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Health/Science/Tech

How & Why Losing That Hour's Sleep To Daylight Saving Time Makes A Difference

Woman tapping analog alarm clock as she yawns while waking up in bed.
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Woman in bed yawns as she awakes to an alarm clock.

Turning the clocks back to daylight saving time provided an extra hour of daylight at the end of the day at the expense of an hour's sleep in the beginning.

Dr. Carl Boethel, Chief of the Division of Pulmonary Critical Care for Central Texas, with Baylor Scott & White Health told KERA's Sam Baker daylight saving time doesn’t affect everyone the same way.

INTERVIEW HIGHLIGHTS:

Your Body’s New Normal:

It takes about a week or two to acclimate to the new time change. The body should be at a level where people are able to wake up with this new normal of getting up with the time change shifted. So people probably are doing a little bit better with this now than they were in that Monday or Tuesday or Wednesday following the shift to daylight saving time that occurs in the spring.

Is A Longer Adjustment Unusual?

Not necessarily. A lot of other factors go into the fatigue and tiredness that occurs when this happens. It depends a lot on people's lifestyle: Retirees, perhaps, who do not have the same morning routine or schedule as a working person may do just fine immediately after the time change. But for people who have to get to a job, they're probably suffering a little bit more. So it's not unusual for people to be more tired, but within a two-week period, most people should have acclimated to a new schedule.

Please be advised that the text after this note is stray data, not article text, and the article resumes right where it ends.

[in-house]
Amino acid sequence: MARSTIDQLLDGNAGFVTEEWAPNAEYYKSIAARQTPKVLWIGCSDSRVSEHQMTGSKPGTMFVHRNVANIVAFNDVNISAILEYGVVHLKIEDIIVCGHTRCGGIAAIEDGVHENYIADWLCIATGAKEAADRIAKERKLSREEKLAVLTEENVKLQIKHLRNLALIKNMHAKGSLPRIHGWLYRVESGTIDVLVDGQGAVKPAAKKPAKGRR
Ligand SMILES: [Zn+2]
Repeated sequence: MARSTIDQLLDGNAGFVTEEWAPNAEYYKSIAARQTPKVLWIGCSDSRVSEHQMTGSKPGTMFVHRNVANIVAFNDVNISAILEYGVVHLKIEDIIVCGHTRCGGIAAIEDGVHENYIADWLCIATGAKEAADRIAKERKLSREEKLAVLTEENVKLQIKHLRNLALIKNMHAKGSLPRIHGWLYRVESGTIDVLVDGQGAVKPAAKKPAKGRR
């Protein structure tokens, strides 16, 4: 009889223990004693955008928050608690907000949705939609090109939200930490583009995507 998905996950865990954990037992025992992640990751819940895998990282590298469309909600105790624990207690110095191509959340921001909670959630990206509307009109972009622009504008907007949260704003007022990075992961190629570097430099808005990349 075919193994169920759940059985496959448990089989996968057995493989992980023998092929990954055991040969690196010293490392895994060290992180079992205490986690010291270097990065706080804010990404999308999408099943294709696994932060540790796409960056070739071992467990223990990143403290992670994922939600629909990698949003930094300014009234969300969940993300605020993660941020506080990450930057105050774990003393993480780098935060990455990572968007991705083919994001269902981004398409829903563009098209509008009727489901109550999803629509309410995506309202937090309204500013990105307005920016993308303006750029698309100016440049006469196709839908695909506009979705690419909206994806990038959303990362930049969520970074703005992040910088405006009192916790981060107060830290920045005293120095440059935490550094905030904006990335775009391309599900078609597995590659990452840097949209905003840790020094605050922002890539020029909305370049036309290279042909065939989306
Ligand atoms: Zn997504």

Why Losing An Hour Makes A Difference

It is sleep deprivation, a circadian rhythm disorder that occurs. The biological clock of most people is geared towards a set time. And you upset it by just an hour in that one direction, they're going to lose an hour of sleep. Most likely a lot of people do not adjust that initial sleep time on the Friday or Saturday evening prior to the change. And that tends to occur even into Sunday. So what happens then? Monday, Tuesday, Wednesday, people are still going to bed later because biological rhythms that tell them it's time to go to sleep are still stuck on that later time. They having to get up earlier, and they're basically losing an hour of sleep in those mornings.

Some Pretty Serious Consequences

There is evidence that in the first three days there is a higher incidence of myocardial infarction (or heart attack) as well as strokes. There are also some data showing people are more likely to have an automobile accident in that early time.

Does The Time Change Affect Everyone The Same?

Every individual is different, but there are people who can adapt very easily and people who adapt very poorly on the ends of the spectrum and, in the middle, is the majority of people. Most adjust pretty regularly. However, it’s much harder on some folks than others, and there are people who it really doesn't affect at all.

First Steps Toward Alleviating Sleep Deprivation

  • A good bedroom environment: Dark or minimal light and free from significant noise.
  • Turn the off the TV. There's a reason why television commercials tend to be a little bit louder at nighttime.
  • Don't drink a cup of coffee or eat a lot of food right before bedtime. Cut off caffeine by about lunchtime.
  • Avoid sodas, alcohol, and tobacco right before bedtime. The body tends to metabolize the alcohol and that tends to cause some degree of sleep fragmentation, so people don't rest as well.
  • Eating right before bedtime can cause significant digestive problems, gastroesophageal reflux. If the stomach’s turning out more acid to break up the food, that acid may go up into the esophagus and cause some degree of sleep disruption.

RESOURCES:

Daylight Saving Time

How Sleep Is Affected by Time Changes

How to manage daylight saving time

5 Ways To Get Better Sleep

Why daylight saving time may be bad for your brain and health

Interview highlights were lightly edited for clarity.

Got a tip? Email Sam Baker at sbaker@kera.org. You can follow Sam on Twitter @srbkera.

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